In September 2014, Fabiano Caruana electrified the chess world by winning the Sinquefield Cup with an historic performance — starting the tournament with seven straight wins, including against Magnus Carlsen, the world champion.
Fabiano’s ranking soared to No. 2 in the world and it seemed only a matter of time before he would play Carlsen for the title. Nothing he did afterward has measured up to that performance, however, and his results have often been relatively mediocre. In the Berlin Candidates tournament that is now underway, he may be finally living up to the promise shown at the Sinquefield Cup in 2014. At the halfway mark, after seven rounds, Caruana is the sole leader, with five points, a half point ahead of Shakhriyar Mamedyarov of Azerbaijan. (Each win is worth one point and each draw is worth a half point.) Three players – Ding Liren of China and Alexander Grischuk and Vladimir Kramnik of Russia – are a further point back, each with 3.5 points. The Candidates is being organized by World Chess, the commercial partner of the World Chess Federation (FIDE), the game’s governing body.
The prize fund is 420,000 euros. The winner will receive 95,000 euros, but, more importantly, he will earn the right to play Carlsen in the Championship Match in London this November. The tournament has eight players. In addition to Caruana, Mamedyarov, Ding, Grischuk, and Kramnik, it includes another Russian, Sergey Karjakin; Wesley So, a compatriot of Caruana’s; and Levon Aronian of Armenia. The format is a double round-robin, with each player facing all the other competitors twice, once with each color. At this point, all the players have faced each other once. The venue for the tournament is Kühlhaus (or “cool house” in English), an industrial building in central Berlin that was built in the early 20th century as a cold-storage facility for fresh produce.
Among the principal sponsors of the tournament are PhosAgro, a giant Russian fertilizer company; Kaspersky Lab, a global cybersecurity firm; E.G. Capital Advisors, an investment management company; S.T. Dupont, a global luxury goods maker; Prytek, a venture capital firm; and Isklar, a Norwegian mineral water company. Sunday, Ramin Hasanov, the Azeri ambassador to Germany, made the first ceremonial first move, in the game between Mamedyarov and Grischuk. That game ended in a draw after only 16 moves, as the players repeated moves in a sharp, but balanced position. The draw allowed Caruana, who had been tied with Mamedyarov after Round 6, to take the lead by beating Aronian. Caruana was Black and employed a delayed Queen’s Gambit Accepted. Aronian, who had been one of the pre-tournament favorites, but who has struggled, gambled out of the opening – sacrificing a pawn in an attempt to create threats against Caruana’s king. Aronian’s initiative was dangerous, and he managed to pry open the pawn protection around Caruana’s king, but only by exposing his own king. The position became extremely sharp, with both players missing their best moves. In the end, though, Caruana’s king proved to be safer. Aronian resigned on move 37 as he faced a significant loss of material. The loss left Aronian with 2.5 points, tied with So for last place. So, who had a rough start to the tournament, losing his first two games, seemed to righting himself, as he won in Round 6 by beating Aronian. But So took another step back on Sunday by losing to Karjakin. The loss was the result of a gross blunder on move 35, in a balanced endgame. All So had to do was play 35 … Rc7, instead he chose 35… Ke8, and after 36 Kb8, he faced the loss of either his rook or his knight. He resigned a few moves later. With the win, Karjakin has three points. The last game to finish was between Kramnik and Ding; it went 74 moves. It started out as a balanced strategic battle, but Kramnik made a dangerous decision on move 22 by taking a pawn on b5. That allowed Ding to force the win of material with 22 … Bf5. Ding was actually able to win Kramnik’s queen, but at the cost of a rook and a piece. A few moves later, an error by Ding (27 … Bd4?) allowed Kramnik to force the exchange of all of Ding’s remaining pieces except his queen. Kramnik was then able to build a fortress with his rook and knight.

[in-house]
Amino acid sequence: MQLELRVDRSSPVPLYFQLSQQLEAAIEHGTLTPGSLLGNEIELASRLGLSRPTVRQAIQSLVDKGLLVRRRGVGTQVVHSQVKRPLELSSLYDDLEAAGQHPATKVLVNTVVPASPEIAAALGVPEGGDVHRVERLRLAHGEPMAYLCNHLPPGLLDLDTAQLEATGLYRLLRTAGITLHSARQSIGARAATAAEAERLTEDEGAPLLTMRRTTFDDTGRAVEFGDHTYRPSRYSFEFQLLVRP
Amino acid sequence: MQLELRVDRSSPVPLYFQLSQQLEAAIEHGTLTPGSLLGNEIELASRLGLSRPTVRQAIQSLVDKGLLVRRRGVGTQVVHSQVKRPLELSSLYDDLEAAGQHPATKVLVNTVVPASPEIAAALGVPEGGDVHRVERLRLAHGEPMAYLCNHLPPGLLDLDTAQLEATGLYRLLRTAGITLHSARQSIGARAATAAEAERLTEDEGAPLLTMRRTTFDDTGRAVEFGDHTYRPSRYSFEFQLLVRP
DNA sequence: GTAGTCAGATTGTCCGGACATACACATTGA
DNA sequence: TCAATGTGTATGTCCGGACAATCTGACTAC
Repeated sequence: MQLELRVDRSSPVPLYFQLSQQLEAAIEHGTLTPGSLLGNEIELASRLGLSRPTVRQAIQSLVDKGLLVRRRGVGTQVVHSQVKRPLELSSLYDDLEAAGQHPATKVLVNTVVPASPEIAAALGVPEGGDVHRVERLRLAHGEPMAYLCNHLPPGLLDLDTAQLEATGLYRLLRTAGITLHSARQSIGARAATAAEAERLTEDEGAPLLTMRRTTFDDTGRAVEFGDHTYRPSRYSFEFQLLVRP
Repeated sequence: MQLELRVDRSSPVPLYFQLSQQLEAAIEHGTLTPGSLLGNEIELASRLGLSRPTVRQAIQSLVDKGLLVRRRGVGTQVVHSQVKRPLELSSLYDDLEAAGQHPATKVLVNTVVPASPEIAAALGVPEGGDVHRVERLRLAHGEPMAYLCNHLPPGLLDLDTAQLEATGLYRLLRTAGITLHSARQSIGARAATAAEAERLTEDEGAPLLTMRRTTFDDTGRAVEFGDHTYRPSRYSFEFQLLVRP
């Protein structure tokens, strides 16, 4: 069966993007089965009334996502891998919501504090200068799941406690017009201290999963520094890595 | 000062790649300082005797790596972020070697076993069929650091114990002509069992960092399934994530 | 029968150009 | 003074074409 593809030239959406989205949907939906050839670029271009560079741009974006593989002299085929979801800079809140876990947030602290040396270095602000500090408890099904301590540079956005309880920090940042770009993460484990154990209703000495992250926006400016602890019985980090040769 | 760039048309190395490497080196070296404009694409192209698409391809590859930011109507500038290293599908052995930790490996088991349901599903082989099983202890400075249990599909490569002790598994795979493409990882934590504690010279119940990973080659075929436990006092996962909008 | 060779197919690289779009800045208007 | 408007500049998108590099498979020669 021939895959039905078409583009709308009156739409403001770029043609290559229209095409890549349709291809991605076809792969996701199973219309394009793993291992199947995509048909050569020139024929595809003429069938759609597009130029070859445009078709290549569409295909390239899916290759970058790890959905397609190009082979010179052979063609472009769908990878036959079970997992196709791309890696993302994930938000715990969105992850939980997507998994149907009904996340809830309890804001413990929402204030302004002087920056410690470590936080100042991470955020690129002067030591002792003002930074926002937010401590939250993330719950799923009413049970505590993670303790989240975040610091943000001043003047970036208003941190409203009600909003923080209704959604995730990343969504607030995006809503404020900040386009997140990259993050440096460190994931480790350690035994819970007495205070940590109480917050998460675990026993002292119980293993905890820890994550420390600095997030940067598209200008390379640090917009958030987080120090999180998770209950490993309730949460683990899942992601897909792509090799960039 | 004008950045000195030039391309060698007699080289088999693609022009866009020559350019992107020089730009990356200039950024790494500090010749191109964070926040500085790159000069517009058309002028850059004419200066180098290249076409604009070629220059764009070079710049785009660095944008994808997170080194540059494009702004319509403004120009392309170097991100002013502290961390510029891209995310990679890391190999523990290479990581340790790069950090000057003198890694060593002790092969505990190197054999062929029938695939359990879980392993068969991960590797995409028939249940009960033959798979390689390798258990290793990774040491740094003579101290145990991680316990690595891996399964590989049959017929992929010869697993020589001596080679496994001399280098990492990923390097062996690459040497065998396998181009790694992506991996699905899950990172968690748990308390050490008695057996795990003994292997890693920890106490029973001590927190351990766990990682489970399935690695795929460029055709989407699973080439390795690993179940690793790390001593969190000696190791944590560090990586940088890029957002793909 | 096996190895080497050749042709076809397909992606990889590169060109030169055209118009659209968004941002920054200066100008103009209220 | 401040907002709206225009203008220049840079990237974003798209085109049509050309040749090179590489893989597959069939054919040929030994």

The game stretched on another 45 moves only because Kramnik tried to win by manufacturing a passed pawn. He managed to promote it, but at the cost of his rook and knight. In the end, neither player ever had any serious winning chances and the game ended in perpetual check. Ding has now drawn all his games. He is the only player to now have won or lost a game in the tournament. The second half of the tournament starts Monday, with Round 8 at 3 PM, local Berlin time.
The tournament can be watched live at www.worldchess.com, the official site of the World Championship.